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committee report: innovation necessary to ensure the proper use and installation of screw piles. Additional areas to be considered when selecting a screw pile contractor include: • Calculation of design loads for piles. Most residential projects do not require site specific engineering or the use of Schedules A and B (professional oversight and responsibility). Generic pile selection (ie. 12” x 12” deep concrete piles) is common but may result in inadequate pile capacity. Screw pile capacity varies greatly. Size and design loads should be calculated for each individual screw pile. • Is soil information available? All piles are a transfer mechanism from a structure to the underlying soil. The soil strength is critical in determining the size of the pile required to transfer the load. If soil information is not available, the pile designer will make assumptions regarding the bearing capacity of the soil. These assumptions MUST be confirmed by monitoring installation torque.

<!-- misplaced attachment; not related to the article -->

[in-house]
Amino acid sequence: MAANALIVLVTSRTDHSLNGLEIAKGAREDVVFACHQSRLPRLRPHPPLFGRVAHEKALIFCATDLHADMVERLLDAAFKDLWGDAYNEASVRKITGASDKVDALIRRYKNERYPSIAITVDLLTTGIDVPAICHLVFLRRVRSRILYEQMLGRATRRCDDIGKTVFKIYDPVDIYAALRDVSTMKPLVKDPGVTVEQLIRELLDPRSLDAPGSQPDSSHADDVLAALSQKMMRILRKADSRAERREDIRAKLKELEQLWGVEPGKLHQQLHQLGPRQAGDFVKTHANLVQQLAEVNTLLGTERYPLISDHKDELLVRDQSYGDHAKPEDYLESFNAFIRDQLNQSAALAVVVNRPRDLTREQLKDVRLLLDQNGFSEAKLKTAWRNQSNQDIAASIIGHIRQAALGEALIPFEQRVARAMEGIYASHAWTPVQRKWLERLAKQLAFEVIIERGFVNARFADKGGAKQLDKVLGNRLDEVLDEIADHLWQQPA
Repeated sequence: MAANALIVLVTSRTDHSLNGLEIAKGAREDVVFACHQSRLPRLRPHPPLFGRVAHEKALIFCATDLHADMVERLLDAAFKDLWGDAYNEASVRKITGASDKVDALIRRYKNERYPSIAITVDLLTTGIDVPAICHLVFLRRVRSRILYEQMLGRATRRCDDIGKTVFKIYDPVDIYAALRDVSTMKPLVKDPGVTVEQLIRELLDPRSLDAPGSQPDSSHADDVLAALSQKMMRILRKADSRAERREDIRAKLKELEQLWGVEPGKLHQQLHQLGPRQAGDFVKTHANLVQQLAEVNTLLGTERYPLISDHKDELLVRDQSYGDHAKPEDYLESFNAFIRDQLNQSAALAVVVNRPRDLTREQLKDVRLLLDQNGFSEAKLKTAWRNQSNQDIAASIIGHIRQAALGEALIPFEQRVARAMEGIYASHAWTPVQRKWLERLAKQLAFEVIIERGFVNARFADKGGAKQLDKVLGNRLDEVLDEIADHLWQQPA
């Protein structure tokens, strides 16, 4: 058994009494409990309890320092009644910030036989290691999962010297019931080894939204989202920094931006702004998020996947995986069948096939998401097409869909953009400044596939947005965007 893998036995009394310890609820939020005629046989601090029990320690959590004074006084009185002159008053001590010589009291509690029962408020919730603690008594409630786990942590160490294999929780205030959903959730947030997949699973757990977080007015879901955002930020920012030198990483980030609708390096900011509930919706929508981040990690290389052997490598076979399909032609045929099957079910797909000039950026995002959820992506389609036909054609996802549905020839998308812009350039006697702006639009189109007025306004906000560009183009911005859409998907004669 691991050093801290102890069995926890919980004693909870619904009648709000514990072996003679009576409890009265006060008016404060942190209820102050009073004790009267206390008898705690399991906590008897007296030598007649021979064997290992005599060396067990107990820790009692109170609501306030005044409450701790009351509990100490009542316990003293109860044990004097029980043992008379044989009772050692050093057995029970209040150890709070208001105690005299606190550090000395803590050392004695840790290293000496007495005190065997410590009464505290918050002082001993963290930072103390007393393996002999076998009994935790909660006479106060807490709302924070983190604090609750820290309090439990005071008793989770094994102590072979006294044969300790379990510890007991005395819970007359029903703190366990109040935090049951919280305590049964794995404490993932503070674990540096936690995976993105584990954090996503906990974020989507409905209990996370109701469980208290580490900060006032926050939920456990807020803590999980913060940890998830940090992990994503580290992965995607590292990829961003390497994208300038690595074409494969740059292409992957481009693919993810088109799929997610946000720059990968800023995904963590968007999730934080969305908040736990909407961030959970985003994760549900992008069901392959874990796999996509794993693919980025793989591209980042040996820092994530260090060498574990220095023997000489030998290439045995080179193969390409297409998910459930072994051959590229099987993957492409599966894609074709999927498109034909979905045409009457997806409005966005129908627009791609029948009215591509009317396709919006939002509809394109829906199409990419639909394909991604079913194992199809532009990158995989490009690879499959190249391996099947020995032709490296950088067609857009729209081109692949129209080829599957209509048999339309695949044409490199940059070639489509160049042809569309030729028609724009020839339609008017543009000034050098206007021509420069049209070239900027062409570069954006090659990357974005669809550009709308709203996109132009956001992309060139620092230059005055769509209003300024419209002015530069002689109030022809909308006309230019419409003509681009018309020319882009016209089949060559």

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Screw pile capacity varies greatly. Size and design loads should be calculated for each individual screw pile. • How is installation torque measured? Screw piles must be installed using a drive head (rather than a drilling head). A drive head provides greater torque and a lower drive speed than a drill head. Torque can be monitored using several methods, but the most common is to use installation pressure to calculate the installation torque. Professional installers will have calibrated drive heads equipped with electronic recording devices to verify installation pressures and torque, rather than relying on visual recordings of pressure gauges by the operator. • Certification of materials. Screw piles are classified as steel structures and must be manufactured to an engineered design in a CWB certified facility. Verification of

materials incorporated into the screw piles as well as stamped shop drawings for the screw piles should be available from the installer. • Connection design. The connection from the screw pile to the structure must be properly designed and constructed. In most cases the connection should adhere to a stamped shop drawing available from the installer. In conclusion, screw piles can be an excellent alternative to concrete pilings and other foundations in residential construction. Ensuring that you understand the design and construction aspects of screw pile foundations and selection of a competent professional contractor is critical to the success of your project.  n

industry news: city corner